307 midterm 1

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  1. product orientation
    focus on products and technology, driven by technology rather than customer needs

    primarily uses promotion to achieve corporate goals
  2. market orientation
    focus on developing customer needs, effort to find solutions to problems even if it requires new product or technology
  3. sales orientation
    slow adaptation to changing needs, emphasis on selling
  4. social orientation
    emphasis on social responisbility even if this requires sacrifice of profits
  5. marketing concept
    the idea that the social and economic justification for an organization's existence is the satisfaction of customer wants and needs while meeting organizational objectives

    based on an understanding that sales don't depend on an aggressive sales force but rather on a customer's decision to purchase a product
  6. evaluation types
    compensatory: based on overall value

    non-compensatory: absolutley must meet at least one important criterion
  7. five factors of consumer behavior
    • level of consumer involvement
    • length of time to make decision
    • cost of good or service
    • degree of info search
    • number of alternatives considered
  8. routine response behavior
    • little involvement in selection
    • frequently purchase low cost goods
    • may stick with one brand
    • buy first, evaluate later
    • quick decision
  9. limited decision-making
    • low levels of involvement
    • low to moderate cost goods
    • evaluation of a few brands
    • short to moderate time to decide
  10. 5 factors determining level of consumer involvement
    • previous experience
    • interest
    • perceived risk of negative consequences
    • situation
    • social visibility
  11. marketing implications of perception
    • important attribuets
    • price
    • brand names
    • quality and reliability
    • threshold level of perception
    • product/repositioning changes
    • foreign consumer perception
  12. Maslow's hierarchy of needs
    • psychological needs
    • safety needs
    • social needs
    • esteem needs
    • self-actualization
  13. criteria for succesful segmentation
    • substantiality: seg must be large enough to warrant a special marketing mix
    • identifiability and mesurability: seg must be identifiable and their size measurable
    • accesibility: members of targeting segments must be reachable w/marketing mix
    • responsiveness: unless a seg responds to a marketing mix differently, no separate treatment is needed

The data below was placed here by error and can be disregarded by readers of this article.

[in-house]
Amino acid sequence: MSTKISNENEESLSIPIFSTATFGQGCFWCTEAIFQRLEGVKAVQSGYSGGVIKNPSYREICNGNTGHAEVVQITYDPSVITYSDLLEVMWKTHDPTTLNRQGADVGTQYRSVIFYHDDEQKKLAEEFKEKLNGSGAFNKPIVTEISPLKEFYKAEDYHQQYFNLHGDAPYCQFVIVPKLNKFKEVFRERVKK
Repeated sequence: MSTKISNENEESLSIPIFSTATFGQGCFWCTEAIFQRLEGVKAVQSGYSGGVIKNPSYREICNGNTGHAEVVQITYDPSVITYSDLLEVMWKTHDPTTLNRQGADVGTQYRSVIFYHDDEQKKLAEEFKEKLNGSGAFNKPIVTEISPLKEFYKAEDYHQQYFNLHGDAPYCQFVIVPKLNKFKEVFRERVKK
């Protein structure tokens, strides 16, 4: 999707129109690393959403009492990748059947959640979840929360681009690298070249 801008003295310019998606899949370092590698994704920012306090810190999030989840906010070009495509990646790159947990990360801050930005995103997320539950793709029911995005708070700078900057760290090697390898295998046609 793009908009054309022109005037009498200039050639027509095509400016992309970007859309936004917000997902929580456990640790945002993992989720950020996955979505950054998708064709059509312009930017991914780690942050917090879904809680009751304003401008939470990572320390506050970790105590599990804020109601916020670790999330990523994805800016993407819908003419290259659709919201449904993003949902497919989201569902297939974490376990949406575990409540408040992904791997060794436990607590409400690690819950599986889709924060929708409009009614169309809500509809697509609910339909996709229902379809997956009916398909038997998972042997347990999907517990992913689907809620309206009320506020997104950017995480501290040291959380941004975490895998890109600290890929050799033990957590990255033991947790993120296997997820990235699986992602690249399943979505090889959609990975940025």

14. bases for segmentation
    characteristic of individuals, groups, or organizations that marketers use to divide a total market into segmentations

    • geographic: regional differences
    • demographics: age, gender, ethnicity, willingness to spend
    • psychographics: personality, motives, lifestyle
    • benefits: taste, convenience, time-saving
    • usage rate: dividing a market by the amount of product being bought or consumed
  15. reasons for targeting smaller segments
    • reduced competition
    • opportunity for growth
  16. undifferentiated targeting strategy and advantages/disadvantages
    • marketing approach that views the market as one big market with no individual segmenst and thus requires a single marketing mix
    • advantages: potential savings on promotion and marketing costs
    • disadvantages: unimaginative product offerings, company more susceptible to competition
  17. concentrated targeting strategy and advantages/disadvantages
    • used to select one seg of a market for targeting market efforts (niche)
    • advantages: concentration of resourcees, meets narrowly defined seg, small firms can compete, strong positioning
    • disadvantages: seg too small or changing, large competitors may market to niche segment
  18. multi-segment targeting strategy and a/d
    • chooses two or more well-defined market segs and develops a distinct marketing mix for each
    • a: greater financial success, ecnonomies of scale
    • d: high costs, cannibalization
  19. one-to-one marketing
    utilizes customer info to build long-lasting, personalized and profitable relationship with each customer
  20. positioning bases
    • attribute
    • price and quality
    • use or application
    • product user